Sulfate Reduction at a Lignite Seam: Microbial Abundance and Activity

Microb Ecol. 2001 Oct;42(3):238-247. doi: 10.1007/s00248-001-1014-8.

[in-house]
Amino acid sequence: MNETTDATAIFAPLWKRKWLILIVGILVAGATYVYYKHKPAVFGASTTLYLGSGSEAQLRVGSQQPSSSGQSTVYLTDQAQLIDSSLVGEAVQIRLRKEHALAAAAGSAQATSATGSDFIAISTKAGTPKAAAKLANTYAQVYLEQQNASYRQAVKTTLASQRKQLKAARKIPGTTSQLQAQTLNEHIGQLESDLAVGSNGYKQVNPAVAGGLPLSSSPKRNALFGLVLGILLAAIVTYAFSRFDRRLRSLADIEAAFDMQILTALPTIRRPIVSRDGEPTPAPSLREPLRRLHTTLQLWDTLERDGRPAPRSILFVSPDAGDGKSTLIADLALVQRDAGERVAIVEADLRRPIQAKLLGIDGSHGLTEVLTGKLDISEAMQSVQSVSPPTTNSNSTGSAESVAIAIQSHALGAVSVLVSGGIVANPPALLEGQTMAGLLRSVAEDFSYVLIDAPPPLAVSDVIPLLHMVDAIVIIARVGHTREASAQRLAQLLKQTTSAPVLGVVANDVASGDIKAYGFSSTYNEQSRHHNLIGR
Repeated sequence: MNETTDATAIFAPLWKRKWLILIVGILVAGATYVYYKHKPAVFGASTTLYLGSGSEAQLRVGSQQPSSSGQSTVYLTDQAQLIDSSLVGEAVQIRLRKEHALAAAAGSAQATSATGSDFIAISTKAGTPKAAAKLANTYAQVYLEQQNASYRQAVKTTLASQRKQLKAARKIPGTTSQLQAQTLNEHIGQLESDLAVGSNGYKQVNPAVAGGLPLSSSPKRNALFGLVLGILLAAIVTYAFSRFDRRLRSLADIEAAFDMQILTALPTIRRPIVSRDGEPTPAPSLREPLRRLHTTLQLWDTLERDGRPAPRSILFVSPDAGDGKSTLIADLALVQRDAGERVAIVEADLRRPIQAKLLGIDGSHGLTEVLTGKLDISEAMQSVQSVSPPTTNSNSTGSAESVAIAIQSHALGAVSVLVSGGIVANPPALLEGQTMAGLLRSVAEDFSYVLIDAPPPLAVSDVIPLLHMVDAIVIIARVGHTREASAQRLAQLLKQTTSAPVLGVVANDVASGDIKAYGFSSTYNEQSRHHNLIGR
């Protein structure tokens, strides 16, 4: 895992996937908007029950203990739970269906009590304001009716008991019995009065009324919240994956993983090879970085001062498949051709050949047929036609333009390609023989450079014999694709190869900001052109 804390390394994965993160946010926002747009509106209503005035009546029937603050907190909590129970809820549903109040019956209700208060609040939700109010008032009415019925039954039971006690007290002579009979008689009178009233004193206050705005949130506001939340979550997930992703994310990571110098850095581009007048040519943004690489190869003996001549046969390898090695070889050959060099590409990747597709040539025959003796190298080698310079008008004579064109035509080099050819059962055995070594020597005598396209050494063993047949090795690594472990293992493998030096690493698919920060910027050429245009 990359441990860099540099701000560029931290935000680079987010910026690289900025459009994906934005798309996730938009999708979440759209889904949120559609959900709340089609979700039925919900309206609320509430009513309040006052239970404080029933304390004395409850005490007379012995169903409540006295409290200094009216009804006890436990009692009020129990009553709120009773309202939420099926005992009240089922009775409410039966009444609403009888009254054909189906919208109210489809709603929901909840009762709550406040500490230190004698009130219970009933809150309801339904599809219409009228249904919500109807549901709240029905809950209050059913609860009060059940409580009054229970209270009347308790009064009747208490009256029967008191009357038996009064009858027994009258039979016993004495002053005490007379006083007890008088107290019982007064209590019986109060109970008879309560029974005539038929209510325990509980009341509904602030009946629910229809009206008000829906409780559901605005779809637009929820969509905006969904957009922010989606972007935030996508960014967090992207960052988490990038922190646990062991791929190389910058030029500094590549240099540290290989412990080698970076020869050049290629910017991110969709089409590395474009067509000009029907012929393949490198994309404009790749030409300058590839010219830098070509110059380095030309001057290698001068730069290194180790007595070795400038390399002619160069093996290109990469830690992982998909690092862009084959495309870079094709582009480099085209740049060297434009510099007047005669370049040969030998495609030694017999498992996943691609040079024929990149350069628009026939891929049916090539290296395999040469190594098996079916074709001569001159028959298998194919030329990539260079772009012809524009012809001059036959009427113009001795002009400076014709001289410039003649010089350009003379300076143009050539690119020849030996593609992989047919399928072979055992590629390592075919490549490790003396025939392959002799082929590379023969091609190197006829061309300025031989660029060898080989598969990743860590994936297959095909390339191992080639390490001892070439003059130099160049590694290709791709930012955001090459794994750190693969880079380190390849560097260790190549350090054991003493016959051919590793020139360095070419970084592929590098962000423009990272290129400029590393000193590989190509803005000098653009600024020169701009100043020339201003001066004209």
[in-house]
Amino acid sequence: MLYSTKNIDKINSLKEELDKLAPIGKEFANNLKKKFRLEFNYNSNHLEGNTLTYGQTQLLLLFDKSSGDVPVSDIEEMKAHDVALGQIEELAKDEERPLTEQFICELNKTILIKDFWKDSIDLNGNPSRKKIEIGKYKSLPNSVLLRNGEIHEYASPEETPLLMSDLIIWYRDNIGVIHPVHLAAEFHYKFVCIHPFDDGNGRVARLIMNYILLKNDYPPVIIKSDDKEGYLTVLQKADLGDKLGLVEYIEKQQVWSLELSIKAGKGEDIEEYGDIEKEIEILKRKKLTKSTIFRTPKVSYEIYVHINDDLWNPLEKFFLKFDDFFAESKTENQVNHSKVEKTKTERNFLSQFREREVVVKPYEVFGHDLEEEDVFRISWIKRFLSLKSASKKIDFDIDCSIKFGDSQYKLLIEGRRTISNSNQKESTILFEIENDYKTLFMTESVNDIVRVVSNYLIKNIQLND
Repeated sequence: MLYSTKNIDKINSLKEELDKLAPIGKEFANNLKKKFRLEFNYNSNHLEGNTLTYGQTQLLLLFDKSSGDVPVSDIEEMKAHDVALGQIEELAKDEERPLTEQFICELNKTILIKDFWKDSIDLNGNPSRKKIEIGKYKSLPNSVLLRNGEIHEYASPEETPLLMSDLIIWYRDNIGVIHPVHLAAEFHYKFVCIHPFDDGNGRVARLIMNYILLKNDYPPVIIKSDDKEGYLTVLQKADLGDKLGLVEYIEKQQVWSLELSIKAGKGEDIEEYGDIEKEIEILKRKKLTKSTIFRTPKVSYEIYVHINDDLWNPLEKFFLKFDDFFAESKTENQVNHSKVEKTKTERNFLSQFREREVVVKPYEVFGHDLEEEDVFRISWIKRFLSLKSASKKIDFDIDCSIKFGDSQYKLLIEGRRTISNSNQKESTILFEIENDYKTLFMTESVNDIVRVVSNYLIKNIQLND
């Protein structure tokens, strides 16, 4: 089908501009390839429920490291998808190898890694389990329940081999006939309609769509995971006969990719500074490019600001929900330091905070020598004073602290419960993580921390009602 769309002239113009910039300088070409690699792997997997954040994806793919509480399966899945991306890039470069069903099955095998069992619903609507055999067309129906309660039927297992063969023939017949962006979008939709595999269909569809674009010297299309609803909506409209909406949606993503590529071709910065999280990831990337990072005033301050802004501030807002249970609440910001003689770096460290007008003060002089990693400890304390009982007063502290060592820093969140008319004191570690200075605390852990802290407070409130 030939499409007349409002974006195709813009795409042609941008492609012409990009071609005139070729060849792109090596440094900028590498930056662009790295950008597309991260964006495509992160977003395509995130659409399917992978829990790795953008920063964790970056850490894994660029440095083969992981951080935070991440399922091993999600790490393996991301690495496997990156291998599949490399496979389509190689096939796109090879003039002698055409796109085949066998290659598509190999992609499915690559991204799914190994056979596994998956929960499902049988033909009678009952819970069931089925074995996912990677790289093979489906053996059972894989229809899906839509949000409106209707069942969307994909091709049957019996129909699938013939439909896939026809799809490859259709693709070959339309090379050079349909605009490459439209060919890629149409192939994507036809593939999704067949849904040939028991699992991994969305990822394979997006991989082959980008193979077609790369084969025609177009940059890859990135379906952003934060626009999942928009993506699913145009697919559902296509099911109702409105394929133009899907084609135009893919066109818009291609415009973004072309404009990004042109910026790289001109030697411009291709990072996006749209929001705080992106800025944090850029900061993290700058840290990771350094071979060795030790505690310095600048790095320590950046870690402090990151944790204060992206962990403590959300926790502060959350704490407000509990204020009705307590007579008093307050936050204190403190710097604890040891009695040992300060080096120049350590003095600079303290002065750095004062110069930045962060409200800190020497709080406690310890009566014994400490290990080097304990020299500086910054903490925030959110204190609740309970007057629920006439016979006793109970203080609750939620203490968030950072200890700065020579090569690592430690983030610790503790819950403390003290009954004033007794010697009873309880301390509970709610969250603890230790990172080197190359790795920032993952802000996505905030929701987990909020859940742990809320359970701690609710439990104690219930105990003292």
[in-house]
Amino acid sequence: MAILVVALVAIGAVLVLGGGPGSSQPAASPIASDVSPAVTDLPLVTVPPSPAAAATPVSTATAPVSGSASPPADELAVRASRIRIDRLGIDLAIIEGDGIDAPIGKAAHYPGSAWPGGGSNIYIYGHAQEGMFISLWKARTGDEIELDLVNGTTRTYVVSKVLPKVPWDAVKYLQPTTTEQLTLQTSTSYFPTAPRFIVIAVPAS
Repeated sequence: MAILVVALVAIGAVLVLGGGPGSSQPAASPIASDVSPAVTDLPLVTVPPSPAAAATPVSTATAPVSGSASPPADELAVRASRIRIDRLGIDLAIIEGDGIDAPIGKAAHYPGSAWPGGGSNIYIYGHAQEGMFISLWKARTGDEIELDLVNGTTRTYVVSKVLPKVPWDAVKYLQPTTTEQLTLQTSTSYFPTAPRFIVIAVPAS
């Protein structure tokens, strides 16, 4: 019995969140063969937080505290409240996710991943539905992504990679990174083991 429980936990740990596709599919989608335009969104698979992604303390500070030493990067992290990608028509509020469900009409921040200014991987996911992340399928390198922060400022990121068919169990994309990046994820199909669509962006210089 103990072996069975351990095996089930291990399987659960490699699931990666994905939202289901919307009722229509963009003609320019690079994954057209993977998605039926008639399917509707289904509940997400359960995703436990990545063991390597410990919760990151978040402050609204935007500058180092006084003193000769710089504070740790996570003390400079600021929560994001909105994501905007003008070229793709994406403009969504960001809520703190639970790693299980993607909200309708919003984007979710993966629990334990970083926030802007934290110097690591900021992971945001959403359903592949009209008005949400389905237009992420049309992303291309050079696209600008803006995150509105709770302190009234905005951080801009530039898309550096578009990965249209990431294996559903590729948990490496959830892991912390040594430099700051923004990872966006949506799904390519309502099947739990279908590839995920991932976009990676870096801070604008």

In a combined isotope geochemical and microbiological investigation, a setting of multiple aquifers was characterized. Biologically mediated redox processes were observed in the aquifers situated in marine sands of Tertiary age and overlying Quaternary gravel deposits. Intercalated lignite seams define the aquitards, which separate the aquifers. Bacterial oxidation of organic matter is evident from dissolved inorganic carbon characterized by average carbon isotope values between ?18.4 per thousand and ?15.7 per thousand (PDB). Strongly positive sulfur isotope values of up to +50 per thousand (CTD) for residual sulfate indicate sulfate reduction under closed system conditions with respect to sulfate availability. Both, hydrochemical and isotope data are thus consistent with the recent activity of sulfate-reducing bacteria (SRB). Microbiological investigations revealed the presence of an anaerobic food chain in the aquifers. Most-probable-number (MPN) determinations for SRB and fermenting microorganisms reached highest values at the interface between aquifer and lignite seam (1.5 x 103 cells/g sediment dry mass). Five strains of SRB were isolated from highest MPN dilutions. Spore-forming bacteria appeared to dominate the SRB population. Sulfate reduction rates were determined by the 35S-radiotracer method. A detailed assessment indicates an increase in the reduction rate in proximity to the lignite seam, with a maximum turnover of 8.4 mM sulfate/a, suggesting that lignite-drived compounds represent the substrate for sulfate reduction.